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I have a DataGrid (currently the .NET 3.5 WPFToolkit version, but I can use the .NET 4.0 out-of-the-box DataGrid if needed) bound to a collection of objects. Three of the columns in the data grid represent pieces of information used as a key to grab other information from the database. This other information is used in calculations to populate other columns of the data grid.

Once the user enters these three fields, and the combination of the data in those fields exists in the database, the row is considered valid for adding to collection. The user is also now allowed to freely edit the other columns in the row. Once any other column is given data by the user, the three "key" fields are considered "locked" - the user may no longer edit them. The only way to change that information is to delete the entire row and add a new row.

1) What is the best way from a UX perspective to handle this? Should I allow the user to enter data in any column, "cache" their entries, then do my calculations all at once only after the "key" data is entered? Or should I restrict the user to only enter the "key" data first, then allow the user to enter data in the other columns?

2) What is the strategy (event handlers I need, etc.) for implementing the above in the data grid? How do I not allow the new row to be added to the data bound collection until it has valid "key" data, or do I allow the new row to be added with validation errors and somehow track that it is ok for the user to continue editing the "key" columns of the partially complete row, but not other existing rows in the data grid?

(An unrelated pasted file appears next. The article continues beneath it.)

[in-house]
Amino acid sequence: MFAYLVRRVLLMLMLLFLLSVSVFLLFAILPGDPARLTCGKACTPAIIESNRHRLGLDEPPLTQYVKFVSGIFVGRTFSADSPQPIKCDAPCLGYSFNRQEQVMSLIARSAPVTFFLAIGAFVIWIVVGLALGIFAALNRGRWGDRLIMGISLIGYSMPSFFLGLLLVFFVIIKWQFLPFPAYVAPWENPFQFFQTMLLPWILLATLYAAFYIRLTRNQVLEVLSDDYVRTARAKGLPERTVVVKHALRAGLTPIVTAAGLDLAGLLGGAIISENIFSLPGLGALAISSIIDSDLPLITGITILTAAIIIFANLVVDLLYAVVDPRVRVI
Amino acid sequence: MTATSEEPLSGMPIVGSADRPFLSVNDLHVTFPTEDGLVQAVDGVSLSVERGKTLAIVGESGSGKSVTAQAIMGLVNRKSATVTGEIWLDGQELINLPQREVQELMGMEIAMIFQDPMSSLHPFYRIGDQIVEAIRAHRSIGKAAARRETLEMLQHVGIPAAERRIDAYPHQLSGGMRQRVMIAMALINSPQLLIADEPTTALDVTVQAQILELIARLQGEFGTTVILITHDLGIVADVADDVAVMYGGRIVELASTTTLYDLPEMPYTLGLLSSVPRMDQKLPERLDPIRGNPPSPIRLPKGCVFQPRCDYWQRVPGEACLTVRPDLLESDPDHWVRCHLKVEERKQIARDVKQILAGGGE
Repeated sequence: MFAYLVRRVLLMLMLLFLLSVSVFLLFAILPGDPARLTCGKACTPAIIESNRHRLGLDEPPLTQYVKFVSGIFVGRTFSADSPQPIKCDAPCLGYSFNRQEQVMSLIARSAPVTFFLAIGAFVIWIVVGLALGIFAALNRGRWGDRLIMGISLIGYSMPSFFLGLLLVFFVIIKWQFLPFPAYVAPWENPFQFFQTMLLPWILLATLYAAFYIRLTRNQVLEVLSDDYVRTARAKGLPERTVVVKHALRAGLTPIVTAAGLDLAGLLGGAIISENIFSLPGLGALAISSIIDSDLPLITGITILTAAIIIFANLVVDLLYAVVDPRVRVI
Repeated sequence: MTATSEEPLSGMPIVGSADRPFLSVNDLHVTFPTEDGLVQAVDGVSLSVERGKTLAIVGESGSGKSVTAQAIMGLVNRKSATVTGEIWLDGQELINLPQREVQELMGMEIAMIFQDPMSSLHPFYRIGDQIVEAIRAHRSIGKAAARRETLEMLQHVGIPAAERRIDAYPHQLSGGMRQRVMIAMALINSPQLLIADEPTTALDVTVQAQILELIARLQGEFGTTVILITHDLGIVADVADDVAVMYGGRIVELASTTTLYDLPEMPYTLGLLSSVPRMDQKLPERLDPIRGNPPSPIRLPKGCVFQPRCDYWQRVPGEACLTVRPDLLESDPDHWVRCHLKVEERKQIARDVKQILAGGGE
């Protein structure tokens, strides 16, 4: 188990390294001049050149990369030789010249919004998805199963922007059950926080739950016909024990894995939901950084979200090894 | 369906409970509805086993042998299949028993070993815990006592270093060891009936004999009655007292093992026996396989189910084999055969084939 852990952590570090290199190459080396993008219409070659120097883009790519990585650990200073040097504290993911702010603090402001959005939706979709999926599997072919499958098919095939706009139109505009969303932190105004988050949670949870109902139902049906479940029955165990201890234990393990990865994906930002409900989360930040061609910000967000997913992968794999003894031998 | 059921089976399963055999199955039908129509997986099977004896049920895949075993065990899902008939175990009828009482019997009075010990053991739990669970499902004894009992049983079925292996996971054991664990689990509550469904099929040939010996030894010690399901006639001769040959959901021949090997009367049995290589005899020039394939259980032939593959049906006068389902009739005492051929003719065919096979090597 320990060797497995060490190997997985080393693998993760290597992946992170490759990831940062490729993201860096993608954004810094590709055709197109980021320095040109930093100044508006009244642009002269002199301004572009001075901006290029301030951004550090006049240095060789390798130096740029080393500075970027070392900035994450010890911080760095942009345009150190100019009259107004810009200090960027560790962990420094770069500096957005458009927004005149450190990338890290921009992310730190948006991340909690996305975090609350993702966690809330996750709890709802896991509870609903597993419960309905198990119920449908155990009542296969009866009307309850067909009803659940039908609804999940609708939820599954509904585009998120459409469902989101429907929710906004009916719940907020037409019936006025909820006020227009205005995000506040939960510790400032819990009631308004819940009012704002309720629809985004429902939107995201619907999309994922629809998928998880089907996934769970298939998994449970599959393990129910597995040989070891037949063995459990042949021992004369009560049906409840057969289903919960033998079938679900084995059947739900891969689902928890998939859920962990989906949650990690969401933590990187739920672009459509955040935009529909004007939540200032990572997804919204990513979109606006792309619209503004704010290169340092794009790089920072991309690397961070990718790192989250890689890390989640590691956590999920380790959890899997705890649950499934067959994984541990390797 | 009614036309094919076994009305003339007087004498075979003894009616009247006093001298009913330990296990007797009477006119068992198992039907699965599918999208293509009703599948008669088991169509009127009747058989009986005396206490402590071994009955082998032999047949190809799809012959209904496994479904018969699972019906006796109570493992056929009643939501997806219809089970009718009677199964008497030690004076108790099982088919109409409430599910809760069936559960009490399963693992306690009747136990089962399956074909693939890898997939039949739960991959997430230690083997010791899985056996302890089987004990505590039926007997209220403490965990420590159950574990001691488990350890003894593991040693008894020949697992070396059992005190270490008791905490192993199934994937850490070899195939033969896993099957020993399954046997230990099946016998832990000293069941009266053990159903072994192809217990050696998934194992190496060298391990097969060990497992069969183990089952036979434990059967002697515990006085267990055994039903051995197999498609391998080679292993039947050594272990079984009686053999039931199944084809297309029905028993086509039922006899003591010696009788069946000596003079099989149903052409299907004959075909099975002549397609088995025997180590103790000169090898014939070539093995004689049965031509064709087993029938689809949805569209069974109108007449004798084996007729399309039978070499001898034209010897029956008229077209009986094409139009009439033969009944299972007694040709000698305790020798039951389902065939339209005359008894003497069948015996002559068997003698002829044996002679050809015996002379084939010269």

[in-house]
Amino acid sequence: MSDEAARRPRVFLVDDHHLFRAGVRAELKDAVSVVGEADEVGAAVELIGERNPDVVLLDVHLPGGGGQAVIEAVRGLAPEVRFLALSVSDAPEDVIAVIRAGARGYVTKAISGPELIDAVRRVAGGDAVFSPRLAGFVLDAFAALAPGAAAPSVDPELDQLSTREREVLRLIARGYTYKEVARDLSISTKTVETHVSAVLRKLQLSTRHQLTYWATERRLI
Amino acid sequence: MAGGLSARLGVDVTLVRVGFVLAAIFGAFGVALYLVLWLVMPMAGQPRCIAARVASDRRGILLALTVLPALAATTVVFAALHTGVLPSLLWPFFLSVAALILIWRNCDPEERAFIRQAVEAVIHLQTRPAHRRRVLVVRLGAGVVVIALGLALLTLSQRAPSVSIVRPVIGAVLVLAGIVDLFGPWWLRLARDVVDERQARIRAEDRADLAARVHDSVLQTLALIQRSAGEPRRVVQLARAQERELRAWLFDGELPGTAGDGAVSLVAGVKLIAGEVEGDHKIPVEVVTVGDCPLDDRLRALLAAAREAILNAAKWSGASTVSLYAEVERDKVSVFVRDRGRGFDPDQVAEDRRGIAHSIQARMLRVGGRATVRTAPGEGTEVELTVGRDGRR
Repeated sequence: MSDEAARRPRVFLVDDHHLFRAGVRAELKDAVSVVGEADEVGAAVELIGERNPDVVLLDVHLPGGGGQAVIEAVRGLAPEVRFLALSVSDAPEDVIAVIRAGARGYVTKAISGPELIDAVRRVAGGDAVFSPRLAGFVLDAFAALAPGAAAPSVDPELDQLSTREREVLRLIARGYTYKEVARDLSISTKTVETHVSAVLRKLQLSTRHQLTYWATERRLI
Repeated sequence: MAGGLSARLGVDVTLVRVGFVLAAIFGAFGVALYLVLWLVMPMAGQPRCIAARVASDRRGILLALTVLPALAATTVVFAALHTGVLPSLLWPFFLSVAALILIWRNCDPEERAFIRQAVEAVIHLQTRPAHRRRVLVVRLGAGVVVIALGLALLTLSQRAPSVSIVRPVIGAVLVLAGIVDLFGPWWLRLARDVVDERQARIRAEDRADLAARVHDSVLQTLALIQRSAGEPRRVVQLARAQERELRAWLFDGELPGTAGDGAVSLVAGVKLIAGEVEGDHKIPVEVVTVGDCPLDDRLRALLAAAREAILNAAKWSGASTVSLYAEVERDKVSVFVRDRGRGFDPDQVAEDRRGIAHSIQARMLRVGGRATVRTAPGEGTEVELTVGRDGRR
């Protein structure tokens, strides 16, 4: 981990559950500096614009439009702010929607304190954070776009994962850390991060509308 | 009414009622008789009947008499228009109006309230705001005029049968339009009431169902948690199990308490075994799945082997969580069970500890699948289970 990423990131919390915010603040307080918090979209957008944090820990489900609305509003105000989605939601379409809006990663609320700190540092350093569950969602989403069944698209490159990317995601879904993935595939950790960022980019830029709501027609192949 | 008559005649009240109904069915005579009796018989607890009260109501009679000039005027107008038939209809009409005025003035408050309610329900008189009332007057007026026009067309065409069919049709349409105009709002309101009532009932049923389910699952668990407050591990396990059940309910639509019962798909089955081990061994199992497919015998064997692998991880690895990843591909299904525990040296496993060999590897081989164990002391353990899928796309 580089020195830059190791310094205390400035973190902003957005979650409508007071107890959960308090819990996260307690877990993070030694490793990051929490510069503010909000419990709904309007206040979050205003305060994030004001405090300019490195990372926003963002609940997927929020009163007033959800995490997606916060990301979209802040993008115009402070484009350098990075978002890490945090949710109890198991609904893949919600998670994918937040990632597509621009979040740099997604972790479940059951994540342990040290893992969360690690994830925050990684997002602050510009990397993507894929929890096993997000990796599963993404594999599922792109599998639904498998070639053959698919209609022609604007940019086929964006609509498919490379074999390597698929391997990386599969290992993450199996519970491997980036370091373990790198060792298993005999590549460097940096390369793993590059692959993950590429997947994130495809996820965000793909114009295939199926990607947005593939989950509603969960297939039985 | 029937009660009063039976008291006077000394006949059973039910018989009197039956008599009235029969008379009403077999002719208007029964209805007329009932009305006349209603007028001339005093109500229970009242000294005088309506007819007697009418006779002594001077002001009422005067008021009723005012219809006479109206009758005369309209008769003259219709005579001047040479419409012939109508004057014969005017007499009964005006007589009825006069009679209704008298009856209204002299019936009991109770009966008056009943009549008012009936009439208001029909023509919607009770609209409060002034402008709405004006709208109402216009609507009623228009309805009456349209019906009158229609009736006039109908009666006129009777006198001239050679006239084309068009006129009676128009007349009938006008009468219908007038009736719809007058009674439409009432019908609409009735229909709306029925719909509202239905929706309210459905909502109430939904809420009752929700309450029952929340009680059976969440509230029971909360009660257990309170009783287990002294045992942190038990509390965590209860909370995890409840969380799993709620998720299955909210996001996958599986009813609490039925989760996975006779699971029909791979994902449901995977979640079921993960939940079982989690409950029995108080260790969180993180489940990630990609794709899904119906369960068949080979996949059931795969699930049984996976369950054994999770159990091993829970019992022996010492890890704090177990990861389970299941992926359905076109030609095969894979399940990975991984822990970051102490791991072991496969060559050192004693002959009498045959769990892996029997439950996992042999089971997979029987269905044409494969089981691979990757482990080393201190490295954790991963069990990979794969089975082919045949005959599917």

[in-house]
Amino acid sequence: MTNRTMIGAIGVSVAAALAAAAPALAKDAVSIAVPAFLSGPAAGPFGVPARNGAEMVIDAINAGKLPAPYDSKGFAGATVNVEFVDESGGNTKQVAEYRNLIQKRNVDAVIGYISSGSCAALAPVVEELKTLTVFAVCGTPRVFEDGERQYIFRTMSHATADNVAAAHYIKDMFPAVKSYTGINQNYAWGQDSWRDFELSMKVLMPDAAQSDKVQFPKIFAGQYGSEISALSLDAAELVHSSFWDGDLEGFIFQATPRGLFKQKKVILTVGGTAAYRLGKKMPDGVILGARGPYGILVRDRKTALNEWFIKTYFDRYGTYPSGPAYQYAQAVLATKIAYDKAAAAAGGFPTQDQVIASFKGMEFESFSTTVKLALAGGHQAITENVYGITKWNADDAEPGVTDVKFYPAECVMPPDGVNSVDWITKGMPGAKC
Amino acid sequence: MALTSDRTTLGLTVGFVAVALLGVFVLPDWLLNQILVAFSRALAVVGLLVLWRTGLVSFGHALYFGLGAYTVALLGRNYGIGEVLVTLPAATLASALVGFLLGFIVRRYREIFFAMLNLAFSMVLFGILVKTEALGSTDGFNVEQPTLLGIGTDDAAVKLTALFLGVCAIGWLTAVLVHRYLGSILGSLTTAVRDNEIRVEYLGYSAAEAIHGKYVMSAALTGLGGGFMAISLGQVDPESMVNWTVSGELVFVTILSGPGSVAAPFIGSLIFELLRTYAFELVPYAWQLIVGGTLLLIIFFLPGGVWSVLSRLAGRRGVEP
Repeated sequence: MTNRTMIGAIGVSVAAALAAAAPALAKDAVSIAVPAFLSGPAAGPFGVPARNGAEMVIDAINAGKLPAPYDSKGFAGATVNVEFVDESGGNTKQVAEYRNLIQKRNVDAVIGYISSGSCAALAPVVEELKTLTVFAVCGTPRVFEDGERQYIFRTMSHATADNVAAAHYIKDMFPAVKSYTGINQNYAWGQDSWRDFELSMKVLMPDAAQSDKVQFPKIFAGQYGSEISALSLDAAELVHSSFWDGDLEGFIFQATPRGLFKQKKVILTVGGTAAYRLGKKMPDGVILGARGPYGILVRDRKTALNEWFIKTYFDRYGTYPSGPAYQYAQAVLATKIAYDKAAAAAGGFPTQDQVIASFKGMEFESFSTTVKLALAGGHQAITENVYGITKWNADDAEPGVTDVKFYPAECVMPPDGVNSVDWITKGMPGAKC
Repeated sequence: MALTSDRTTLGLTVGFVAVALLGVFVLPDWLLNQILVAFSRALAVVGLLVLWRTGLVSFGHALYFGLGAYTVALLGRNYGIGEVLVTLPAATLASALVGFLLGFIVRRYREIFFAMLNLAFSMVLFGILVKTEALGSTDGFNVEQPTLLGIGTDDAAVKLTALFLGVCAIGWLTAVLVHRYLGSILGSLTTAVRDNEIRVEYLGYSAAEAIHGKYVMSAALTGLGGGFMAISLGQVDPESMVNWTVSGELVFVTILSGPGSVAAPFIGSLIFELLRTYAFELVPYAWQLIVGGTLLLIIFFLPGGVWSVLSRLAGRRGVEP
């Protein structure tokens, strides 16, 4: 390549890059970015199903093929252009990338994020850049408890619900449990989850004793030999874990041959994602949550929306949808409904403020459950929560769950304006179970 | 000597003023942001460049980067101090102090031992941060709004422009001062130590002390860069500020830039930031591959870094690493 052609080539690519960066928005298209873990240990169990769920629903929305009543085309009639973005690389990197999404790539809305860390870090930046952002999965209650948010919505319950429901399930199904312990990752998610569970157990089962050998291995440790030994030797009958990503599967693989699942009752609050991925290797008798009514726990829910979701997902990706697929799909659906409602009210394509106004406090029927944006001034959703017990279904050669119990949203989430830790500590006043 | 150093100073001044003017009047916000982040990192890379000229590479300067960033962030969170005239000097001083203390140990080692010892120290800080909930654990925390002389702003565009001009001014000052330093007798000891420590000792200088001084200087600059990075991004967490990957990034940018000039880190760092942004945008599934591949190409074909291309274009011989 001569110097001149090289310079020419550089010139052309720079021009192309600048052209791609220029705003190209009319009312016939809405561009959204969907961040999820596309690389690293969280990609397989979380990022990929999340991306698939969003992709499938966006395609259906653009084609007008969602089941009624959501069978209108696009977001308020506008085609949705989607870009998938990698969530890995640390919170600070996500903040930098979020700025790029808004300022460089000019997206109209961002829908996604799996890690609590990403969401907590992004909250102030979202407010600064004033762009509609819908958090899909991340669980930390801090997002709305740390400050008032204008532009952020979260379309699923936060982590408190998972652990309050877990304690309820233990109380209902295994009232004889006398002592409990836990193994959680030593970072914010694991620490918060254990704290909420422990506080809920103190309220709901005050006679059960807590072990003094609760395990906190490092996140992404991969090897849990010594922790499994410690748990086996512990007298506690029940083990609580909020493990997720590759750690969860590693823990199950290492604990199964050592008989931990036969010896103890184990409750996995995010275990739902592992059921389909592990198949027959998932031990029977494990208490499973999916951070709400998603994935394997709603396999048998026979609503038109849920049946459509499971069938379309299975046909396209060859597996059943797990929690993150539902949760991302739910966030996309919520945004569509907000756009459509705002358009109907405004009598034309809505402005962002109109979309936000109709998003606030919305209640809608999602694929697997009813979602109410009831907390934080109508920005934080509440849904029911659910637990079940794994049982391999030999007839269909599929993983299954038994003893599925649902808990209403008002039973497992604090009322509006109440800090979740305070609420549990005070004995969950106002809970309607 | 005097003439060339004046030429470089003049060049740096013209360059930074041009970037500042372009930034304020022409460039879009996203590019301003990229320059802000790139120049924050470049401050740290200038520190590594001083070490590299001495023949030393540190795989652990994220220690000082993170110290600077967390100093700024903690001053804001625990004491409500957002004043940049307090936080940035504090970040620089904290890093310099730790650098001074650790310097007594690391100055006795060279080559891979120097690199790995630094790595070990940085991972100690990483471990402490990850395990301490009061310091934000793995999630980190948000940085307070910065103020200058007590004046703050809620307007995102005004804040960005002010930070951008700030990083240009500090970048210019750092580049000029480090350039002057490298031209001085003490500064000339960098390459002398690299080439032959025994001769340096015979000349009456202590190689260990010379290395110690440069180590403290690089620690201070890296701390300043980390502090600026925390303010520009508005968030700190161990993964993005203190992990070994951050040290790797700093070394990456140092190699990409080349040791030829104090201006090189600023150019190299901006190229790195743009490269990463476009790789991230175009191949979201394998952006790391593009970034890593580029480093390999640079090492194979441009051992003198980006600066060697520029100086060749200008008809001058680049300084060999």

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what have you tried? –  jberger Jan 16 '12 at 19:52
    
@jberger - so far, I just have a validation error until the three "key" fields describe valid data (i.e., I can find the extra data from the database with the "key" fields provided), so the data grid won't leave edit mode on that row until those fields are valid. This does not stop the user from filling in the non-"key" fields on the new row, however. And, the new row is added to the collection before the user enters anything in the "key" fields (default behavior of a collection-bound data grid). I'm just at a loss for any type of direction to go from here that shows some promise. –  Matt Hamsmith Jan 16 '12 at 20:11
    
you may want to ask the UX portion in UX. once you have the UX answer, you can start the next part of the solution. –  jberger Jan 16 '12 at 20:27
    
    
still interested in answers? I imagine by now you have come up with something, that UX question should have pointed you in the right direction –  Jason Ridge Mar 19 '12 at 11:05
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1 Answer

This is what I did for my particular situation:

1) The best way to handle this is to give the user the most flexibility possible. This means allowing the user to edit the key data under certain conditions, but not restricting the user to entering key data first.

2) The strategy for implementing that has two parts. First, define when the use is not allowed to edit the key data anymore, and add styles to the datagrid columns that switch the key value columns to a read-only mode based on a trigger. Second, when key data is changed, perform all of the logic behind-the-scene as if the row were deleted using the old key data and then created using the new key data. This will cover all of the side-effects I need to have happen.

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